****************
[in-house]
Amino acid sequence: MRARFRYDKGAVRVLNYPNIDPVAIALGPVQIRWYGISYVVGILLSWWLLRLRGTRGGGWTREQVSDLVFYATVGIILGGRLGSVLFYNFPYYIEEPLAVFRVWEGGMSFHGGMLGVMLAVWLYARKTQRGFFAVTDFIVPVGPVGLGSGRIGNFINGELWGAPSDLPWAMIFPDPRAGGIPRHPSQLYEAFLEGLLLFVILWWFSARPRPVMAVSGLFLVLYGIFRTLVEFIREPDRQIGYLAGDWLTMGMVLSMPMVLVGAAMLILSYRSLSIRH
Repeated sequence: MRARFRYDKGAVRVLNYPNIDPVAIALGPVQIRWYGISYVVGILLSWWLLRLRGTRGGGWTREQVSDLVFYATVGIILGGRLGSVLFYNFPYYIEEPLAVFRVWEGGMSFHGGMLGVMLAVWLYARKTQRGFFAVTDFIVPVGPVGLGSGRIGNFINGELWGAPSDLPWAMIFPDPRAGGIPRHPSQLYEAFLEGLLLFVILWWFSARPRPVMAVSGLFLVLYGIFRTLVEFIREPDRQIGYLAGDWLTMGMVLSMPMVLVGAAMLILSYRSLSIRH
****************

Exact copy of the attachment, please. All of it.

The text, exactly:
[in-house]
Amino acid sequence: MRARFRYDKGAVRVLNYPNIDPVAIALGPVQIRWYGISYVVGILLSWWLLRLRGTRGGGWTREQVSDLVFYATVGIILGGRLGSVLFYNFPYYIEEPLAVFRVWEGGMSFHGGMLGVMLAVWLYARKTQRGFFAVTDFIVPVGPVGLGSGRIGNFINGELWGAPSDLPWAMIFPDPRAGGIPRHPSQLYEAFLEGLLLFVILWWFSARPRPVMAVSGLFLVLYGIFRTLVEFIREPDRQIGYLAGDWLTMGMVLSMPMVLVGAAMLILSYRSLSIRH
Repeated sequence: MRARFRYDKGAVRVLNYPNIDPVAIALGPVQIRWYGISYVVGILLSWWLLRLRGTRGGGWTREQVSDLVFYATVGIILGGRLGSVLFYNFPYYIEEPLAVFRVWEGGMSFHGGMLGVMLAVWLYARKTQRGFFAVTDFIVPVGPVGLGSGRIGNFINGELWGAPSDLPWAMIFPDPRAGGIPRHPSQLYEAFLEGLLLFVILWWFSARPRPVMAVSGLFLVLYGIFRTLVEFIREPDRQIGYLAGDWLTMGMVLSMPMVLVGAAMLILSYRSLSIRH